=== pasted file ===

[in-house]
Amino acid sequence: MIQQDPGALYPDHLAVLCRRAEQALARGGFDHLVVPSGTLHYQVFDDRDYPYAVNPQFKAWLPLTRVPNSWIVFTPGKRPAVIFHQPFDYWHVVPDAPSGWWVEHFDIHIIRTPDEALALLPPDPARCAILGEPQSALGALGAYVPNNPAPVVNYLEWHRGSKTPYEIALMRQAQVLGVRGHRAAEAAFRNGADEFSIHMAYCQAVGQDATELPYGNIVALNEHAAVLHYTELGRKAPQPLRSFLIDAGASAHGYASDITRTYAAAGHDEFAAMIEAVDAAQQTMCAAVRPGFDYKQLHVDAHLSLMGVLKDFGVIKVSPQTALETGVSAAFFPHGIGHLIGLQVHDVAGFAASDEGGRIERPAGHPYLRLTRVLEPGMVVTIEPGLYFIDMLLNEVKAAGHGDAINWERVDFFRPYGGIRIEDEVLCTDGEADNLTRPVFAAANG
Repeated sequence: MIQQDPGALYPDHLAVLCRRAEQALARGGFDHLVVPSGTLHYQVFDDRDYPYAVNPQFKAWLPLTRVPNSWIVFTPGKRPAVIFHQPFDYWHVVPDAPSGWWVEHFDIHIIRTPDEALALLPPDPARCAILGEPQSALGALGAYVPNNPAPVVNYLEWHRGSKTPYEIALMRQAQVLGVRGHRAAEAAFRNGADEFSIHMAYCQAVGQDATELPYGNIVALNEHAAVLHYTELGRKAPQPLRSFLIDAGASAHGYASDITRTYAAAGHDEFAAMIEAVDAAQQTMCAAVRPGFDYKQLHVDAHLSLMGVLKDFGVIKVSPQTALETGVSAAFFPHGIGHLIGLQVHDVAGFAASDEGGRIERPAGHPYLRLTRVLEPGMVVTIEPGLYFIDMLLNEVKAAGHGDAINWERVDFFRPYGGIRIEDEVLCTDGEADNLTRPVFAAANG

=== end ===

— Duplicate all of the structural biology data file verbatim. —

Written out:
[in-house]
Amino acid sequence: MIQQDPGALYPDHLAVLCRRAEQALARGGFDHLVVPSGTLHYQVFDDRDYPYAVNPQFKAWLPLTRVPNSWIVFTPGKRPAVIFHQPFDYWHVVPDAPSGWWVEHFDIHIIRTPDEALALLPPDPARCAILGEPQSALGALGAYVPNNPAPVVNYLEWHRGSKTPYEIALMRQAQVLGVRGHRAAEAAFRNGADEFSIHMAYCQAVGQDATELPYGNIVALNEHAAVLHYTELGRKAPQPLRSFLIDAGASAHGYASDITRTYAAAGHDEFAAMIEAVDAAQQTMCAAVRPGFDYKQLHVDAHLSLMGVLKDFGVIKVSPQTALETGVSAAFFPHGIGHLIGLQVHDVAGFAASDEGGRIERPAGHPYLRLTRVLEPGMVVTIEPGLYFIDMLLNEVKAAGHGDAINWERVDFFRPYGGIRIEDEVLCTDGEADNLTRPVFAAANG
Repeated sequence: MIQQDPGALYPDHLAVLCRRAEQALARGGFDHLVVPSGTLHYQVFDDRDYPYAVNPQFKAWLPLTRVPNSWIVFTPGKRPAVIFHQPFDYWHVVPDAPSGWWVEHFDIHIIRTPDEALALLPPDPARCAILGEPQSALGALGAYVPNNPAPVVNYLEWHRGSKTPYEIALMRQAQVLGVRGHRAAEAAFRNGADEFSIHMAYCQAVGQDATELPYGNIVALNEHAAVLHYTELGRKAPQPLRSFLIDAGASAHGYASDITRTYAAAGHDEFAAMIEAVDAAQQTMCAAVRPGFDYKQLHVDAHLSLMGVLKDFGVIKVSPQTALETGVSAAFFPHGIGHLIGLQVHDVAGFAASDEGGRIERPAGHPYLRLTRVLEPGMVVTIEPGLYFIDMLLNEVKAAGHGDAINWERVDFFRPYGGIRIEDEVLCTDGEADNLTRPVFAAANG